Street artists raced against the clock to paint an 8ft mural in the average time it takes runners to finish the London Marathon to raise awareness of the Great Ormond Street Hospital Children’s Charity fundraising appeal.
Two street artists took just four-and-a-half hours to paint the artwork near Tower Bridge in central London, which features the face of six-year-old Sienna Halls, who was treated for leukaemia at Great Ormond Street Hospital.
GOSH Charity is the London Marathon’s charity of the year and its runners are hoping to raise £3.5 million to go towards building a new children’s cancer centre.
The charity said the mural, created by street art agency Global Street Art at a key point on the marathon route in Potters Fields Park, depicts Sienna “leading the race” against childhood cancer.
He said: “Sienna has come an enormously long way in her treatment for leukaemia, and we are so unbelievably proud of how she has handled everything that has been thrown at her along the journey.
“It will be an honour and a privilege to run the TCS London Marathon on Sunday to raise funds for GOSH Charity and give back to the hospital that has been a phenomenal support to our family in the most challenging times.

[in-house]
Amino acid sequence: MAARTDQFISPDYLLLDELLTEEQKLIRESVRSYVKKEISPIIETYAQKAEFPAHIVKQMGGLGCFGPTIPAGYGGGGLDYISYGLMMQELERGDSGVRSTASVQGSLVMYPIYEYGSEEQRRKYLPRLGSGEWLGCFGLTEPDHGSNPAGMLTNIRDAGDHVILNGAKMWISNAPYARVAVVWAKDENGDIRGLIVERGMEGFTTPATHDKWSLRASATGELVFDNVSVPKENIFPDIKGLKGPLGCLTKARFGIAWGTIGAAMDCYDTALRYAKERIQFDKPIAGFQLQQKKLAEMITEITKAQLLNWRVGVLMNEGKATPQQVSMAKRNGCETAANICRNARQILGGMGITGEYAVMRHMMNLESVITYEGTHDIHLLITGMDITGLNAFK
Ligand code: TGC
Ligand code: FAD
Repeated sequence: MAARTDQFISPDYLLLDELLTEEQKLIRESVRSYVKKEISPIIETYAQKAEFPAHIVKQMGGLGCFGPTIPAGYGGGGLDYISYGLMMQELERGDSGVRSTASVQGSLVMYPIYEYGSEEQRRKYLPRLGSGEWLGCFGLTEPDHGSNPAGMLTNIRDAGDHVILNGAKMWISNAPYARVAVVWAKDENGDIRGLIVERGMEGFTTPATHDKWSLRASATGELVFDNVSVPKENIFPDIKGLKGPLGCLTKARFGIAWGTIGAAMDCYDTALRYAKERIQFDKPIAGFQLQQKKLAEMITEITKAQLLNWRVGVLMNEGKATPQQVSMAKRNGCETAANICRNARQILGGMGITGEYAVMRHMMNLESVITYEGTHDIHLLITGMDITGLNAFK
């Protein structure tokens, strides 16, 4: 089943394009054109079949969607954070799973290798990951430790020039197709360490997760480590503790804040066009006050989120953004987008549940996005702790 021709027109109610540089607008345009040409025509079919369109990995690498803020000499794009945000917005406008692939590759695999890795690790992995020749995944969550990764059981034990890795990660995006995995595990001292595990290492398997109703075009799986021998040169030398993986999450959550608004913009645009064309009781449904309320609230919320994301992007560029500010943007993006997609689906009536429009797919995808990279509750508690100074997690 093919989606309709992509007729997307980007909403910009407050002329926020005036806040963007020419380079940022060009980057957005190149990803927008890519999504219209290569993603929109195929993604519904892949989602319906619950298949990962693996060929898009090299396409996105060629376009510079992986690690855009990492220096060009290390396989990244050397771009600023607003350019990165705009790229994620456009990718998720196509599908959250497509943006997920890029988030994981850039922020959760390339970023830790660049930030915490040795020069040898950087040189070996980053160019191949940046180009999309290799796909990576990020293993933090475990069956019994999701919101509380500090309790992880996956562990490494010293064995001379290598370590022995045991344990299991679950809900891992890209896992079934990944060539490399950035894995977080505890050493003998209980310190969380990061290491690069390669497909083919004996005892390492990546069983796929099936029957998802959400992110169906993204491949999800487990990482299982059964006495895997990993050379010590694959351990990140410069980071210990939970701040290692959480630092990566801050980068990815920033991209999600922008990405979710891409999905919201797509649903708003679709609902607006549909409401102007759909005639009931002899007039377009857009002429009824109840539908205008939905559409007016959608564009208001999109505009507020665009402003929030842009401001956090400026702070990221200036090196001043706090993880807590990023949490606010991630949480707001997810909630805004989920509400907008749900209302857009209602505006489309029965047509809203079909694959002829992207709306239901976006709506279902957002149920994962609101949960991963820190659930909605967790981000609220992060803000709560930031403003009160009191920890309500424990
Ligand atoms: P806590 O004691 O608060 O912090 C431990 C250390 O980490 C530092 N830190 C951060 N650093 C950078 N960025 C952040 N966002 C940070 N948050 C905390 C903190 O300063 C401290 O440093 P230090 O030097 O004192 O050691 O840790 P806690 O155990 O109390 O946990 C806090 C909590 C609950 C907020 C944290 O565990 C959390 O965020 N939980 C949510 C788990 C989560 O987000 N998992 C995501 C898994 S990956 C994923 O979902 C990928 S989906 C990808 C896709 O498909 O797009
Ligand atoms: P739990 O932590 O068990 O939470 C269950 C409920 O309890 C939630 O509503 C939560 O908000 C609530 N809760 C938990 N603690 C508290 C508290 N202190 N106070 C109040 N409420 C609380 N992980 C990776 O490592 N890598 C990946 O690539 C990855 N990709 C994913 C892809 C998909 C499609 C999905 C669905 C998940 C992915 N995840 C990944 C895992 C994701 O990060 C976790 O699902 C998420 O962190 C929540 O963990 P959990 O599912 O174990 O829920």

“For Sienna to be recognised in this mural is amazing, and I hope it will inspire as many people as possible to raise money for a new children’s cancer centre at GOSH and give hope to more families like ours.”
GOSH Charity’s Build it, Beat it campaign is its biggest-ever fundraising appeal to raise £300 million for the new world-leading cancer centre.
The centre will have inpatient wards, intensive care units, operating theatres and a cancer day care centre where children can receive their chemotherapy, meaning the hospital’s specialist teams can work more closely together in the same part of the campus.
Alongside the clinical services, the children’s cancer centre will also feature a new hospital school and outdoor spaces including a roof garden, to make sure children can still enjoy their childhood while they are going through treatment.
Every day, an average of five families in the UK receive the news their child has cancer, according to figures from Cancer Research UK.